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The BBC Empire Service: the voice, the discourse of the master and ventriloquism

The BBC Empire Service

This research examines the light cast by psychoanalytically derived perspectives on the voice - in particular Lacan’s work - on the political functions of the BBC’s Empire Service and the foreign language services that developed out of it. Focusing upon the formal qualities of the voice, it analyses how the voice as broadcast on the Empire Service was deployed as a means of seeking to link up the British Empire, and above all the British diaspora. It moves on to examine how - with the emergence of the BBC’s first foreign language services directed at indigenous, colonial populations - the voice came to play a rather different role, as an instrument of imperial administration. This research applies the model of ventriloquism to illuminate how these services allowed the imperial centre to speak in the voice of its peoples.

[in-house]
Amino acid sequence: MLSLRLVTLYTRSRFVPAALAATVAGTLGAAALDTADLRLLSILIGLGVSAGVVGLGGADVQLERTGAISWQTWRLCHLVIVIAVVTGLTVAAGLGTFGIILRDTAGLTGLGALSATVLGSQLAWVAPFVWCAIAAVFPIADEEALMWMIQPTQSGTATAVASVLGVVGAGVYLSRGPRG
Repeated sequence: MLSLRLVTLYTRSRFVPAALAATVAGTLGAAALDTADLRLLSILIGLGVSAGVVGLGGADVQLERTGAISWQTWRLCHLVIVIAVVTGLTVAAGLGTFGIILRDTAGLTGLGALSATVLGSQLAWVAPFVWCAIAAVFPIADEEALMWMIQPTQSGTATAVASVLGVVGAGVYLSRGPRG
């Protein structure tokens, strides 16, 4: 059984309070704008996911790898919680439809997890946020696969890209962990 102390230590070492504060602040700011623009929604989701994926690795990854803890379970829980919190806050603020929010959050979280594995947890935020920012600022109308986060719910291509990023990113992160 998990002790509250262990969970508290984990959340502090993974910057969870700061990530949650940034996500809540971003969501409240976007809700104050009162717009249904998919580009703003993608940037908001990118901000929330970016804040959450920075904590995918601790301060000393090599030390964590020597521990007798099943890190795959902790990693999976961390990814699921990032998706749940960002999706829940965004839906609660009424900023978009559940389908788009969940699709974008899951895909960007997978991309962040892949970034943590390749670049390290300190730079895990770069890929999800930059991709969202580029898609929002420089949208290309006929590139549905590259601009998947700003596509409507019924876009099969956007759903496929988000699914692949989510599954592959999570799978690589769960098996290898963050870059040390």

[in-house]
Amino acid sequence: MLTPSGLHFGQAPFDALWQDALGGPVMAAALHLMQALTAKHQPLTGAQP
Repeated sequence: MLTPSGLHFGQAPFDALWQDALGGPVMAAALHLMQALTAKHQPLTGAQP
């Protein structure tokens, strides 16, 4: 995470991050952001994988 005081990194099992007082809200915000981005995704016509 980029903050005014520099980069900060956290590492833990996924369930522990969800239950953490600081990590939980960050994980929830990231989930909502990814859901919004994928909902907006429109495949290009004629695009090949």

Project contact: 

Dr Andrew Hill, The Open University,

    Project members: 

  • Dr Andrew Hill is a Research Fellow in Sociology at The Open University. His research interests include visuality; war and conflict; art; religion; politics; and forms of knowledge. The book Re-Imagining the War on Terror: seeing, waiting, travelling (Palgrave) was published at the beginning of 2009. His current research continues to focus on visuality, war and conflict in regard to the evolving War on Terror, and Northern Ireland. He is also developing a programme of research on the relationship between visuality and power that focuses upon the experience of the individual subject’s experience of seeing in different historical settings. For further details visit Andrew Hill's Open University profile page.